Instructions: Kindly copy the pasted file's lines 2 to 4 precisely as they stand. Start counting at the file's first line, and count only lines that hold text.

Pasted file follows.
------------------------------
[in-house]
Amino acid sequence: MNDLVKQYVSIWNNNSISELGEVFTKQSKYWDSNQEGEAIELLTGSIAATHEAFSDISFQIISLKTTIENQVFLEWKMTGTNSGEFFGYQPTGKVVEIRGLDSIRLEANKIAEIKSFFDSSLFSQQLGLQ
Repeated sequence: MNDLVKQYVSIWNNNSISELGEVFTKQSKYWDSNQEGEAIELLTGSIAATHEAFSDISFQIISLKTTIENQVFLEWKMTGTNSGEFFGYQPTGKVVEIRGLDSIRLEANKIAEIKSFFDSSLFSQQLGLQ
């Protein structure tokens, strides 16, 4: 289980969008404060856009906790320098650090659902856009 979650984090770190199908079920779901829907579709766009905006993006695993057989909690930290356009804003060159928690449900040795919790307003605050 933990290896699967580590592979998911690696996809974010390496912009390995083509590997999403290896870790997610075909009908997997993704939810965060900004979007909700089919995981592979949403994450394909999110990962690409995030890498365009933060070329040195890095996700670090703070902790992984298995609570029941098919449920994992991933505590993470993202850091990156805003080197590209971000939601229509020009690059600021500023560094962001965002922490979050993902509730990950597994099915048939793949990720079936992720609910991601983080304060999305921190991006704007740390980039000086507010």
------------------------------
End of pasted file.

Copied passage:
Amino acid sequence: MNDLVKQYVSIWNNNSISELGEVFTKQSKYWDSNQEGEAIELLTGSIAATHEAFSDISFQIISLKTTIENQVFLEWKMTGTNSGEFFGYQPTGKVVEIRGLDSIRLEANKIAEIKSFFDSSLFSQQLGLQ
Repeated sequence: MNDLVKQYVSIWNNNSISELGEVFTKQSKYWDSNQEGEAIELLTGSIAATHEAFSDISFQIISLKTTIENQVFLEWKMTGTNSGEFFGYQPTGKVVEIRGLDSIRLEANKIAEIKSFFDSSLFSQQLGLQ
């Protein structure tokens, strides 16, 4: 289980969008404060856009906790320098650090659902856009 979650984090770190199908079920779901829907579709766009905006993006695993057989909690930290356009804003060159928690449900040795919790307003605050 933990290896699967580590592979998911690696996809974010390496912009390995083509590997999403290896870790997610075909009908997997993704939810965060900004979007909700089919995981592979949403994450394909999110990962690409995030890498365009933060070329040195890095996700670090703070902790992984298995609570029941098919449920994992991933505590993470993202850091990156805003080197590209971000939601229509020009690059600021500023560094962001965002922490979050993902509730990950597994099915048939793949990720079936992720609910991601983080304060999305921190991006704007740390980039000086507010």